Saturday, November 11, 2017
Jamie Owsley, 21, died in February after being bitten in the neck by a family pit bull.
Police Report & Coroner's Findings
UPDATE 11/11/17: In early November, we received the police report of the dog bite case involving Jamie Owsley, 21, of Quincy. Owsley was pronounced dead at 3:38 am on February 26 after arriving at Blessing Hospital. Forensic Pathologist Dr. Denton ruled his cause of death was "penetrating and crushing injuries of the neck, due to a dog attack," states the report. Owsley's death received very little media coverage; no news reports were published after February 27.
The attack occurred at his home at 1005 1/2 Jersey Street. The dog involved was one of three pit bulls belonging to his roommate and cousin Kerry Talburt II. The police report states, "[Talburt] heard some rustling in the living room and heard his dog growling. He got up and went to the living room. He saw his pit bull, Hercules, had his mouth latched onto Owsley's neck. Talburt stated he grabbed the dog and pulled him off, took him into his bedroom, and put him in his kennel."
Talburt did not call 911. He called his grandfather instead. After his grandfather arrived, they took Owsley to the emergency room.Family members said Owsley had a history of recent seizures. Between 3:00 and 4:00 pm of the previous day, Owsley suffered a seizure at his apartment. It is believed he suffered another one before the pit bull latched onto his neck, crushing his "larynx and hyoid bone" in his neck. Dr. Denton stated in his report, there were no defensive injuries associated with the dog bite neck injuries, "consistent with Mr. Owsley being unresponsive, but alive during the attack," he wrote.
When [Talburt] looked into the living room, his full-breed male pit bull, Hercules, had his mouth latched on to Owsley's neck. Talburt said he pulled the dog off Owsley's neck and went to take the dog into his room. Talburt said he almost fell in the doorway and smacked the dog against the wall. He then put the dog in the kennel. Kerry stated he believes that is where the blood on the wall came from, when he hit the dog on the wall. - Quincy Police ReportThe Roommate and His Pit Bulls
During police interviews, Talburt said he kept three pit bulls in his apartment. He said Hercules, a male blue pit bull, was about 4-years old, Java was about 2-years old and Hoss was about 1.5 years old. "Talburt indicated during the interview that if Java and Hoss were out of their cages, that Hercules would be in his cage because they did not get along," states the report. Talburt said Hercules had bitten three people prior to biting Owsley, including a bite that required stitches.
On March 7, Hercules was put down. But Talburt's troubles were just kicking in. On July 8, Talburt was arrested after allegedly allowing one of his pit bulls to injure a man. Talburt was charged in Adams County Circuit Court with six felonies: home invasion, aggravated battery, reckless conduct, criminal trespass of a residence and two counts of obstructing justice. Police said Talburt got into an altercation with his downstairs neighbor. His dog got loose and bit the man in the face.
The Quincy Police Department said officers were called to 1005 Jersey on July 8 in response to a report of a 30-year-old man who was bitten in the face by a dog. Police said Talburt had gotten into an altercation with his downstairs neighbor, and Talburt's dog got loose and bit the man.Kerry D. Talburt II, 21-years old, faces up to 30-years in jail if convicted of the home invasion charge. It is a Class X felony, the most serious felony offense in Illinois short of first-degree murder. If convicted of the other charges, he also faces the possibility of consecutive sentences. In October, Talburt pleaded not guilty to all charges. A jury will hear his case in the future. Adams County Court online records show that Talburt is no stranger to criminal legal proceedings.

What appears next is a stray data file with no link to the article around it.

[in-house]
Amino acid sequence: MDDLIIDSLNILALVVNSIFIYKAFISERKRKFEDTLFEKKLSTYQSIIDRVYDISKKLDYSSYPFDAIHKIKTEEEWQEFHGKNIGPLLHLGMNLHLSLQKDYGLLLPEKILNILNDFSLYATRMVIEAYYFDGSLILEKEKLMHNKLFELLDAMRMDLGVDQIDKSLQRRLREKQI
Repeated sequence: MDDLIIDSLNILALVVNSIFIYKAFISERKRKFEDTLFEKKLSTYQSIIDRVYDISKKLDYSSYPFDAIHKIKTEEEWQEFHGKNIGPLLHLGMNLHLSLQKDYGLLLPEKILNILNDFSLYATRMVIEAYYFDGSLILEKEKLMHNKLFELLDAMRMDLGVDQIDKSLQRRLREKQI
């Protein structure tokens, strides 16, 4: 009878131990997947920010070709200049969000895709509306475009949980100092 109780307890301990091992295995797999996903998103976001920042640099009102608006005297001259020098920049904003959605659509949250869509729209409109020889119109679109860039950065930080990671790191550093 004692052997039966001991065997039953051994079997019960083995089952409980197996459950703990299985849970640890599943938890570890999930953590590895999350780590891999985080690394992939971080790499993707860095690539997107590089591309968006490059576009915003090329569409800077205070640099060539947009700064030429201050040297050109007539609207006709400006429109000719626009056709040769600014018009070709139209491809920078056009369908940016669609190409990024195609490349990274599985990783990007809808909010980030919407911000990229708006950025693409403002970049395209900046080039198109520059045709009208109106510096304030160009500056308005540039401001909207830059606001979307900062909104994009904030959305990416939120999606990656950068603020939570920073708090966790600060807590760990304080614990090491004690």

Charging documents say Talburt put his thumb in one of the other man's eyes and allowed the pit bull to bite him. They also allege he gave false information to police." - Herald-Whig, September 12, 2017
02/27/17: Coroner Releases Name
Quincy, IL - A 21-year old man died after a dog attack early Sunday morning. Adams County Coroner Jim Keller identified the victim as Jamie Owsley of Quincy. Police said that a death investigation was underway. Police said they received a call from the emergency room about a person with a dog bite. The attack occurred at 3:26 am Sunday morning at 1005 Jersey Street, inside the two-story brick home. A Beware of Dog sticker was adhered above the front door.
No other details will be released until the final autopsy results, which could take up to 2-weeks.
05/29/15: 2015 Dog Bite Fatality: 5-Year Old Boy Fatally Attacked by Pit Bull in Chicago
11/12/14: Video: Two Mothers Share Their Tragic Stories of Losing a Child in Family Dog Attack
04/29/14: 2014 Dog Bite Fatality: 4-Year Old Girl Killed by Family Pit Bulls in Bloomington
Law enforcement departments across the United States should release consistent "baseline" information to the media and the public after each fatal dog mauling, including these items.
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| 2/27/2017 11:20 AM |
In my mind, a "Beware of Dog" sign is a warning worth heeding. Not only is the dog dangerous, the owner is, at the very least, not willing to take responsibility for anything the dog might do.
| 2/28/2017 2:48 PM |
I can't believe the sheer number of people being killed by their own dogs (or by dogs owned by family members). I look at my dog and I just can't imagine her ever wanting to kill me or any of my family members (though I could see her biting an intruder without much effort).
Why and how are so many dogs turning on their owners? Are they being abused to breaking point (e.g. using bad training methods like Cesar Millan promotes) or is it some kind of mental illness in certain breeds? For that matter is it a mental illness in some people that they would own a dog capable of killing them? I just don't understand it.